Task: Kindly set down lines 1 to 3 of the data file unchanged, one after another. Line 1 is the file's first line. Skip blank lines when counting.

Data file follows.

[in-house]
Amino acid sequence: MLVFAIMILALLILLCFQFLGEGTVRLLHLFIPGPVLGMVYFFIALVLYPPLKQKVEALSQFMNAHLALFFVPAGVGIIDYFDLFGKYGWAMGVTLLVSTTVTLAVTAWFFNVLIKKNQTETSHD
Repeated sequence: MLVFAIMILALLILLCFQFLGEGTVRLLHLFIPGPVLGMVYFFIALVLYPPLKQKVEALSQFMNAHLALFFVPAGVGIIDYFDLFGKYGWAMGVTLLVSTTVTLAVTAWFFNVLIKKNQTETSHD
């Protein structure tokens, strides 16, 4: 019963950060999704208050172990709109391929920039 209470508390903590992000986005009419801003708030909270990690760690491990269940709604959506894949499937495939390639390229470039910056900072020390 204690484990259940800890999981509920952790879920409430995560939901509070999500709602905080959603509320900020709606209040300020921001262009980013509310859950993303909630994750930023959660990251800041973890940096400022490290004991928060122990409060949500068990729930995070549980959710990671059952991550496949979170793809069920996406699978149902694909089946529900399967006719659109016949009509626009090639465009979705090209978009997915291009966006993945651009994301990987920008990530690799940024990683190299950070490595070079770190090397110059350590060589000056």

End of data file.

[in-house]
Amino acid sequence: MLVFAIMILALLILLCFQFLGEGTVRLLHLFIPGPVLGMVYFFIALVLYPPLKQKVEALSQFMNAHLALFFVPAGVGIIDYFDLFGKYGWAMGVTLLVSTTVTLAVTAWFFNVLIKKNQTETSHD
Repeated sequence: MLVFAIMILALLILLCFQFLGEGTVRLLHLFIPGPVLGMVYFFIALVLYPPLKQKVEALSQFMNAHLALFFVPAGVGIIDYFDLFGKYGWAMGVTLLVSTTVTLAVTAWFFNVLIKKNQTETSHD